On Teams:  A Blog About Team Effectiveness

Is Your Work Team Like the 2013 Boston Red Sox?

Written by Scott Tannenbaum on .

The 2013 Red Sox won 97 regular season games and went on to win the World Series. In comparison, the 2012 Red Sox finished dead last in the American League East and won only 69 games. That's the largest turnaround in major league baseball history. How did it happen?

Here are nine lessons learned from the 2013 Sox, followed by the "is my team like the Red Sox" quiz...Sox win

I think, therefore you are -- understanding people in power

Written by Scott Tannenbaum on .

Does your team leader really know what your team is thinking? The thinker

Being in charge can change the way we view others and how we interpret what others believe.  Since we all interact with people in positions of power, and most of us also occupy a position of power in some aspect of our lives (at work, at play, at home), it can be helpful to understand how being in charge affects our perceptions of others

A team is a team is a team, right? Not necessarily.

Written by Scott Tannenbaum on .

Recently, we've been working with a large, well-known organization that has manufacturing facilities around the world. We're examining the way they design, prepare, measure, reward, and manage theSynchro swim teamir various teams. One observation we've made – which we've also noticed in other organizations -- is the tendency to treat all work teams within a location similarly. But are different teams always similar enough to merit common treatment?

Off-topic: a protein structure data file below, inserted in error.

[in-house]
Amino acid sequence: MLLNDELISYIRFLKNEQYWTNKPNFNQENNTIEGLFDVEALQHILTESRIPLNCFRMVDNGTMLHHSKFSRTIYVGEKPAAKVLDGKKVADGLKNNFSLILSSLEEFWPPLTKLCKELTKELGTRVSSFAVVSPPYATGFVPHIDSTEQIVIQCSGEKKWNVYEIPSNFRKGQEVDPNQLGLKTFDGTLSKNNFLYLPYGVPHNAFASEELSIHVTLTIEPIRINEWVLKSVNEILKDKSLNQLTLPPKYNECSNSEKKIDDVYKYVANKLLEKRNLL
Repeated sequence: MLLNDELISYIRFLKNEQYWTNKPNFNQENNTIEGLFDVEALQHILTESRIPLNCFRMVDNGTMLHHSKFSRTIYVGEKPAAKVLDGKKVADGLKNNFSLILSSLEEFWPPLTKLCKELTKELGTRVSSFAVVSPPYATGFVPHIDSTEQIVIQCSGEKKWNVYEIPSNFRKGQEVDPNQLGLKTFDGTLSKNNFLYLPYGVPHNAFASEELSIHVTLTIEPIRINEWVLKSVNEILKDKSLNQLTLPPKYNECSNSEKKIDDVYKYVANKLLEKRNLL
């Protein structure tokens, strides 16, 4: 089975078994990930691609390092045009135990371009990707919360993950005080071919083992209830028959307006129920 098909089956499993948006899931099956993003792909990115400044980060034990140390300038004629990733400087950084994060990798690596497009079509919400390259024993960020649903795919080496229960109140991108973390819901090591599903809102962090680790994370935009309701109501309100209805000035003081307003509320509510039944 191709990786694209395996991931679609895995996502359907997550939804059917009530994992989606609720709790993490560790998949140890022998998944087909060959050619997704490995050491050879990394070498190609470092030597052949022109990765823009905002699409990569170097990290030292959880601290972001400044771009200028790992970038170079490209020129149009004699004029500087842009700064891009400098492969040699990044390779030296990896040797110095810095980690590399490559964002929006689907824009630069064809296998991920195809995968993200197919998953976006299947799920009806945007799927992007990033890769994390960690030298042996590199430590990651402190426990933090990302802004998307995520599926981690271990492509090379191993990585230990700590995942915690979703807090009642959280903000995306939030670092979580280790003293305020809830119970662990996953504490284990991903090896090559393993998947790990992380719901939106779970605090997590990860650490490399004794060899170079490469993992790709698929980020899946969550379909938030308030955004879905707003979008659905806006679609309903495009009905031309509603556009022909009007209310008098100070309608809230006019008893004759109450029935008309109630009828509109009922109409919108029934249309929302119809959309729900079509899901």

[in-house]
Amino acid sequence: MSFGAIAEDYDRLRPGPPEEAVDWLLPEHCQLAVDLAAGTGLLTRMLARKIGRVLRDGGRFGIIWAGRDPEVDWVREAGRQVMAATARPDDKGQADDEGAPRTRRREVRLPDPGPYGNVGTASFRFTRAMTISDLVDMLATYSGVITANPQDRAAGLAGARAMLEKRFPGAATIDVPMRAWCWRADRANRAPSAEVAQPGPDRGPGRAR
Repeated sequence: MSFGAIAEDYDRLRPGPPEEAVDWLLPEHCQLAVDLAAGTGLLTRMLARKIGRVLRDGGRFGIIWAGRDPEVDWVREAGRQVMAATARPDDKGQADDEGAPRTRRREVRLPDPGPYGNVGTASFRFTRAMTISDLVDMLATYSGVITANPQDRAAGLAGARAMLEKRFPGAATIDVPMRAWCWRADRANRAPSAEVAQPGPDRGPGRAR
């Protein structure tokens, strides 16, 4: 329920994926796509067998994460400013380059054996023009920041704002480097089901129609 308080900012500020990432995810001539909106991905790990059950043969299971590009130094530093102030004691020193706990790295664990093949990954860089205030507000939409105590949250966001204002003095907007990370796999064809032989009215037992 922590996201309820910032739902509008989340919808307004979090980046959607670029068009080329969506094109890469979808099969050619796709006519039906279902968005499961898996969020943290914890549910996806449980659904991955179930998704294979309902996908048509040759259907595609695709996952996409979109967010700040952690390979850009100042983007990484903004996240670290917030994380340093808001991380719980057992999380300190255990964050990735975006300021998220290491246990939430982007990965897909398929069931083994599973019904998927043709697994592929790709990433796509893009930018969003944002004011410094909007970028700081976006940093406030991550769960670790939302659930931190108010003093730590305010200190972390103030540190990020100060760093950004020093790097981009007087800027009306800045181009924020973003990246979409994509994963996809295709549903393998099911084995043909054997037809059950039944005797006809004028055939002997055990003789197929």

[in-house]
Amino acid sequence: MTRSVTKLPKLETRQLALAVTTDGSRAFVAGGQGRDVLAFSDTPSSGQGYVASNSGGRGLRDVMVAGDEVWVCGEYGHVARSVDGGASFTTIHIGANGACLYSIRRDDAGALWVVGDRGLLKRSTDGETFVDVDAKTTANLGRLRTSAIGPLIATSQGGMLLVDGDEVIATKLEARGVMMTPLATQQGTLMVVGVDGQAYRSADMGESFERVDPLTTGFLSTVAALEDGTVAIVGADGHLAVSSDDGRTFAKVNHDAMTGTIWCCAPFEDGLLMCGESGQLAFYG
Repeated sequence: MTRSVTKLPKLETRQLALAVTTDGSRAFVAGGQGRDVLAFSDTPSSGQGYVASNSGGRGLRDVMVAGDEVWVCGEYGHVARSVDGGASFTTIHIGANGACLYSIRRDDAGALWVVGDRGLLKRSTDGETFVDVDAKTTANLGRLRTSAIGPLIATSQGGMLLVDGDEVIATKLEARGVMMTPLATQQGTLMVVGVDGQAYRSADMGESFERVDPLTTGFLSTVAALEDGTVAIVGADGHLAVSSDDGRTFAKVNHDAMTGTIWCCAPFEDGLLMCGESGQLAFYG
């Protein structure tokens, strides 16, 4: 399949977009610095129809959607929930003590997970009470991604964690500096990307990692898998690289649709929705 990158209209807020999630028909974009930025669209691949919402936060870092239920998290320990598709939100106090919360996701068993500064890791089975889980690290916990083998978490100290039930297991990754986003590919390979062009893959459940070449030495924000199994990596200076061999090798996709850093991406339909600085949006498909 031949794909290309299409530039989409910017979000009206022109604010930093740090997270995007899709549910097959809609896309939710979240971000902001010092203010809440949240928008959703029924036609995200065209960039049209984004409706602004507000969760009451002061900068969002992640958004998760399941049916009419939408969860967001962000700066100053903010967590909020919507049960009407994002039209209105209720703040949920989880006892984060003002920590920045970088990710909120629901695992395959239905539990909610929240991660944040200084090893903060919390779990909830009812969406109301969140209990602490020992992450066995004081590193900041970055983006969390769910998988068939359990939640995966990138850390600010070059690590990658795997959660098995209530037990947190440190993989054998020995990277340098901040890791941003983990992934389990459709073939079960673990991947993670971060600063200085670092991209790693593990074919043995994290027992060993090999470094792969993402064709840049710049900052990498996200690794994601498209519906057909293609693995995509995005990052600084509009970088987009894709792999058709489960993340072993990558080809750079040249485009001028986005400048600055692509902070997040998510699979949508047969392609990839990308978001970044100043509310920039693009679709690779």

Five team development traps you must avoid

Written by Scott Tannenbaum on .

There is ample evidence that well-designed, properly implemented team development efforts such as team training and team building can be very successful. And yet they often fail.

When I conduct a team development effort, the goal is typically to boost the performance and long-term viability of the team. But several traps can keep that from happening.  Beware sign

How did I discover these traps? I’d like to report that it was always the result of keen foresight, but in some instances I simply stumbled into the trap. If you conduct team development interventions, here are five traps you’ll want to avoid (trust me, they are no fun!) 

You get four chances to boost team performance

Written by Scott Tannenbaum on .

Some teams will succeed, some will struggle, and some will fail. But if your organization relies on teams, a question you should be asking is “how can we improve the success rate of our teams?”

In our work with NASA, we've developed a framework that specifies four potential "intervention" points where research shows that actions can be taken to increase the likelihood of team success. You can consider these intervention points as four chances to boost team effectiveness.

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So where are the best opportunities to boost teamwork and team performance in your organization?